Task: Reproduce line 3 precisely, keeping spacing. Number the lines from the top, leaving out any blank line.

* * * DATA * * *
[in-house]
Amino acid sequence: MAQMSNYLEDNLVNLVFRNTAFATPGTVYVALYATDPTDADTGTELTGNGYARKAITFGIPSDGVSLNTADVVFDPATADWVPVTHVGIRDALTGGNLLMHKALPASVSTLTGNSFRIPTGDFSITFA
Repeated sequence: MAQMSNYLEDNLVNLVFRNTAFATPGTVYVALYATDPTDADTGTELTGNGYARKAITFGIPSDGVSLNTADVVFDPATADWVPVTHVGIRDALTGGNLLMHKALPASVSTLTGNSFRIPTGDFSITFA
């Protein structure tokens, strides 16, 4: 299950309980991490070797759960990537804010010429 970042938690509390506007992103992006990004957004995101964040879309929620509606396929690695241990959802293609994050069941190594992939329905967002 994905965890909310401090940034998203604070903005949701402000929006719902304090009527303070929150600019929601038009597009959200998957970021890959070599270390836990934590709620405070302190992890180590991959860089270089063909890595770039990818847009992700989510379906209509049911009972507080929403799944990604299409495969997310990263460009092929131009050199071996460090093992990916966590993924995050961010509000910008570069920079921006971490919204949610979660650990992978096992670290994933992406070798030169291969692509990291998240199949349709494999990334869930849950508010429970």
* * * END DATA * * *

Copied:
Repeated sequence: MAQMSNYLEDNLVNLVFRNTAFATPGTVYVALYATDPTDADTGTELTGNGYARKAITFGIPSDGVSLNTADVVFDPATADWVPVTHVGIRDALTGGNLLMHKALPASVSTLTGNSFRIPTGDFSITFA